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Rise of the Planet of the Apes (2011)

August 11, 2011


written by: Rick Jaffa & Amanda Silver

produced by: Peter Chernin, Dylan Clark, Rick Jaffa, & Amanda Silver
directed by: Rupert Wyatt
rated PG-13 (for violence, terror, some sexuality, and brief strong language)
105 min. 
U.S. release date: August 5th, 2011
Every summer a sleeper hit comes along and takes moviegoers by surprise. It’s usually an indie or a doc that gains momentum with rave reviews or word of mouth, but rarely will you ever see a big-budget mainstream studio movie considered as such a hit….especially one with chimps! Well surprise surprise, 20th Century Fox has exceeded unexpected expectations by releasing a stellar entry into their “Planet of the Apes” franchise, making it one of the most rewarding theatrical experiences of the summer. 
There were groans at the thought of another attempt at reviving these great apes. Bemoaning could be heard from myself as well. After Tim Burton’s remake in 2001 basically failed (but hey, it was fun seeing orangutan Paul Giamatti and commanding chimp Tim Roth, but that’s about it), no one was really rattling the cage for more apes. But boy do we love them deep down. From Kong to Virgil to Clyde, apes on the silver screen have always had the propensity to display humanity in ways that people often cannot. 
Now comes 38 year-old director Englishman Rupert Wyatt, who decides that his second feature will be a reboot of the series. Let’s just stop and think about that. Early on, it was announced what actors would be in it, but no mention if they would be playing apes. After that, not much of any news could be found. When the posters started surfacing, the emphasis was on Weta Digital, (the visual effects team that worked on “Avatar” as well as Peter Jackson’s “King Kong” and his “Lord of the Rings” movies) and understandably so, considering the amazing end result. 
Many are calling this a prequel, while some are settling with reboot. I can go with either, but I’m leaning toward reboot, since it really does feel like a re-imagining of what we’ve seen before. There are nods to the established mythos (some blatant, while others are gone in a blink), yet with this being the first “Apes” film without actors in ape suits or hours of makeup, viewers can accept this as a totally different beast. 
The story takes place in modern-day San Francisco, where we find dedicated scientist Will Rodman (James Franco) working at a big drug company called GEN-SYS to develop a cure for Alzheimer’s. It would certainly make a global impact, but Will has his own motivation in the form of his ailing father, Charles (John Lithgow), once a gifted music teacher who now lives with his son, requiring monitored care. The retrovirus Will has created, ALZ 112,  repairs cells, erasing disease while improving the mind. With the help from another researcher, Robert (Tyler Labine),  Will has tested the drug out on one of their lab chimps,”Bright Eyes”, until she is killed after a frenzied rampage, the project is aborted.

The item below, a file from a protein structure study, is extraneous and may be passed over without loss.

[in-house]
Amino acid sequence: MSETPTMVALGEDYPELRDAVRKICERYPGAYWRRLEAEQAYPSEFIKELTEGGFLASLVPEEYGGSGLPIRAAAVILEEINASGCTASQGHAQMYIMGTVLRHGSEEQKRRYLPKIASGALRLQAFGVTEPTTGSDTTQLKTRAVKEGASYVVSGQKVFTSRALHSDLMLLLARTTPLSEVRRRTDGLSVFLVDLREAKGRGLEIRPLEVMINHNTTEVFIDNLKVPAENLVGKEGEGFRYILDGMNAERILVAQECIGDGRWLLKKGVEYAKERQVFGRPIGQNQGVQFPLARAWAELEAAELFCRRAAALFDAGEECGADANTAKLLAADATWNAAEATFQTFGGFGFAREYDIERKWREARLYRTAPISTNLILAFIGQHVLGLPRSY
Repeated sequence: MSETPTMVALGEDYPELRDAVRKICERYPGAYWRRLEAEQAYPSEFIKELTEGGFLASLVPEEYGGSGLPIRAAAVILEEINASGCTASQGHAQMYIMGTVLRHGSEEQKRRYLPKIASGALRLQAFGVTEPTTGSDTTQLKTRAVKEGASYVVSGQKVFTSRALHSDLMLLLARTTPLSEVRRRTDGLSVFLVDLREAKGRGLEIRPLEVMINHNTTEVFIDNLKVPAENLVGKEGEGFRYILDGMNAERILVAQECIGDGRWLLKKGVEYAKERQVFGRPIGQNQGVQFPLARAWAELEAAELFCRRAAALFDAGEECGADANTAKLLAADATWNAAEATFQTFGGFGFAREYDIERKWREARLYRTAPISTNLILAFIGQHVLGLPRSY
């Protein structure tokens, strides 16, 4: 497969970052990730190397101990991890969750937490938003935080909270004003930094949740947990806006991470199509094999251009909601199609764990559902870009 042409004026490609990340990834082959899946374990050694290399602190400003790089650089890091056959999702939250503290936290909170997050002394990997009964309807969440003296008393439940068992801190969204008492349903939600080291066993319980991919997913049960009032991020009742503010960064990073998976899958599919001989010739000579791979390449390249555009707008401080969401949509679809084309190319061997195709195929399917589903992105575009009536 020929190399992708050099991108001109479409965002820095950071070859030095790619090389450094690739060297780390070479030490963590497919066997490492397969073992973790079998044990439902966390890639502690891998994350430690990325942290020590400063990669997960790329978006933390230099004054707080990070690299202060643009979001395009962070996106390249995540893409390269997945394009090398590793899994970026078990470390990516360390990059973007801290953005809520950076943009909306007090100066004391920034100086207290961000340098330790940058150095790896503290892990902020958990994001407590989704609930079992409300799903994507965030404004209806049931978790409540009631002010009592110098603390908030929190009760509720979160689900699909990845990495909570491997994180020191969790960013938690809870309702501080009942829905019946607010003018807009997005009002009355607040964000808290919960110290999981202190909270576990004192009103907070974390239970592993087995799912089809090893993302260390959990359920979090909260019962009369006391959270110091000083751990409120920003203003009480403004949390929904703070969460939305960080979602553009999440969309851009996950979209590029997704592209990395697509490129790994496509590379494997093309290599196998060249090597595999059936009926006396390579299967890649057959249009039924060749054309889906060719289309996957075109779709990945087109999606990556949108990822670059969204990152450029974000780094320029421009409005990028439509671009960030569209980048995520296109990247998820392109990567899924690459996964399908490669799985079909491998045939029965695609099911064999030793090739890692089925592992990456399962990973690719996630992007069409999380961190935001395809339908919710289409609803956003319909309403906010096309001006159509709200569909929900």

But before everything is packed up, Robert gives Will a baby chimp to secretly take of on his own. He is the son of “Bright Eyes” and may be the only hope for the future of the drug. At home, the chimp becomes a part of the family, as Will calculates his tremendous IQ growth over the years. He communicates through sign language, wears clothes, and can write and draw. During this time, Will develops a friendship with a primatologist Caroline (Freido Pinto), who in turn, develops a motherly role for the ape. 
He also develops a particularly tender bond with Charlie, who names him Caesar (Andy Serkis), and one day his protective instincts kick in, resulting in the world around him perceiving him as a threat. Much to the family’s dismay, Caesar is sent to live with his kind at a primate facility in San Bruno, which is run (from a distance) by John Landon (Brian Cox), but overseen by his cruel son, Dodge (Tom Felton, fresh off the “Harry Potter” series). It’s all an extreme shock for Caesar, who must get over his feelings of abandonment and embrace his survival instinct if he is to make it. Harassed and intimidated by both his kin and humans, Caesar uses his superior intellect to develop not only an escape plan, but a liberation scheme, which would make him top banana.  
It doesn’t take long for Caesar to lose faith in man as he wins the trust of fellow chimps, gorillas, and orangutans. With an even more potent retrovirus in his possession, Caesar gathers an army of apes to rise above their oppressive confinement, as they advance to freedom.